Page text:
The Irish Minister for Foreign Affairs and Defence, former Taoiseach Micheál Martin, has highlighted the “substantial and serious” progress made by the European Union and the United Kingdom in recent months to unblock the Northern Ireland protocol agreed after Brexit and, although he avoided answering whether he believes there will be an agreement this week, he did stress that both parties are “in the spirit of solutions”.
“One is hopeful that there will be progress this week, but it is not for me to speculate on that now“, Martin told the press in Brussels, on his arrival at a meeting of EU foreign ministers, to later consider that there is still work to be done for “clarifications and some detail”.
“The EU and the UK remain committed to it, it will be up to them to decide when the process is fully concluded,” reiterated the head of Irish diplomacy, who took advantage of his trip to the EU capital to meet with the European Commission vice-president in charge of negotiations with the UK, Maros Sefcovic.
Martin insisted on valuing how Brussels and London have managed to “build trust” after the change of government in Downing Street, which after two years of “very slow” negotiations under Boris Johnson has given way to four months of “good progress, genuine involvement and trust”.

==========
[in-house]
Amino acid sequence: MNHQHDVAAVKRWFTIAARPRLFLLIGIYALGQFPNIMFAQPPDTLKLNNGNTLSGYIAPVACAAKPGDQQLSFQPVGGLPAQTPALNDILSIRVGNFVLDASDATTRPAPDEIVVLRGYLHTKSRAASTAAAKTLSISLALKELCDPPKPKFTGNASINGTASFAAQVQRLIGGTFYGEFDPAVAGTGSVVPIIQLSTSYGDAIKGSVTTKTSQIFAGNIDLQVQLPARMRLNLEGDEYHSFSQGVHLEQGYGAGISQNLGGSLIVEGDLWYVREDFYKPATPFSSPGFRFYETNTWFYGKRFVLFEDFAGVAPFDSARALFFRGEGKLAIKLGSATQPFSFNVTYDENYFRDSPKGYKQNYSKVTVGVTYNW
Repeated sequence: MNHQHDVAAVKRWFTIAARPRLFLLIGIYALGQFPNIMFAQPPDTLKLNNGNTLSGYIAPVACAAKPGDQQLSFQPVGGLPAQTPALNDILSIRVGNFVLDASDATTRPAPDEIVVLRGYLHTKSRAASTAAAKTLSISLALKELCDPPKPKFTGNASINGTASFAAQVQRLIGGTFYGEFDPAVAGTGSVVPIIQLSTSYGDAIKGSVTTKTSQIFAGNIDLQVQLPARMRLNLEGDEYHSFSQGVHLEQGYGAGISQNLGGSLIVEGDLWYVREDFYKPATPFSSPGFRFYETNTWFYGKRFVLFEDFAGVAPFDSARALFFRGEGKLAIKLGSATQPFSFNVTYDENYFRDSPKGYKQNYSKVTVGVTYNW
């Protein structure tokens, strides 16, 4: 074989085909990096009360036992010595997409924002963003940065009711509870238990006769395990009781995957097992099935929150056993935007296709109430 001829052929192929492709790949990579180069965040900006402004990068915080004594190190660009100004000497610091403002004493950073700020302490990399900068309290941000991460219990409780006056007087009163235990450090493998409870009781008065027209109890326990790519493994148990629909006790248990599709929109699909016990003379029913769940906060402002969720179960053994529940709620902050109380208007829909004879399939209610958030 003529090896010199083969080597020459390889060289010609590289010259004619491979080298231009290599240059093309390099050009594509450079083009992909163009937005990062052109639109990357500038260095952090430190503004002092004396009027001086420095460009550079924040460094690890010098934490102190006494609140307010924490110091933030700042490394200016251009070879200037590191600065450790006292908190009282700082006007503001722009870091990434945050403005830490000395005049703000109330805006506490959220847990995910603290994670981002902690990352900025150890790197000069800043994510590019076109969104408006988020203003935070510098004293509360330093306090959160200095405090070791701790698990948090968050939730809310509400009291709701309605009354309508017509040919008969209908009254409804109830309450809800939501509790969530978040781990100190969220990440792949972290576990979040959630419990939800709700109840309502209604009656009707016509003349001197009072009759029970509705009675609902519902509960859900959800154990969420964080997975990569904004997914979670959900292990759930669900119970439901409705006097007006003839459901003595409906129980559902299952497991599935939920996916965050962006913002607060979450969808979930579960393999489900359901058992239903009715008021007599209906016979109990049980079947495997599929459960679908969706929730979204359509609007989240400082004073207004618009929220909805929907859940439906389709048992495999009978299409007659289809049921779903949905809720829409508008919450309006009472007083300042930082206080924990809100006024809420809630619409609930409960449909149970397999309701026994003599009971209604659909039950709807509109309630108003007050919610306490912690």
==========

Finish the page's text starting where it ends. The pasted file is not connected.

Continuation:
Just this weekend, British Prime Minister Rishi Sunak and EU President Ursula von der Leyen gave a further sign of the good feeling by meeting in the margins of the Munich Security Conference and then issuing a joint communiqué to mark the “good progress” in the context of the protocol for Northern Ireland. The day before, Sunak travelled to Belfast to explain the state of negotiations to Northern Irish political parties.
Von der Leyen and Sunak agreed that “very good progress has been made in finding solutions”, according to the agreed communiqué, which still warned that “intensive work” at technical and ministerial level would be needed “in the coming days”.
As part of the divorce settlement, the EU and the British government agreed that after the break-up, a series of controls and other conditions should be imposed on the passage of goods from the rest of Britain to the Northern Irish province, with the aim of allowing Northern Ireland to remain part of the Single Market without reintroducing a guarded border in Ulster.
Boris Johnson’s government unilaterally decided to break with the application of the protocol for Northern Ireland on the grounds that it seriously damaged its interests, a step that the EU took to the EU Court of Justice as a breach of an international treaty.
With the changeover in Downing Street, contacts have improved in tone between the parties and progress has been made, with initial points of agreement being announced on elements such as extending flexibility in controls on veterinary medicines and facilitating the exchange of data.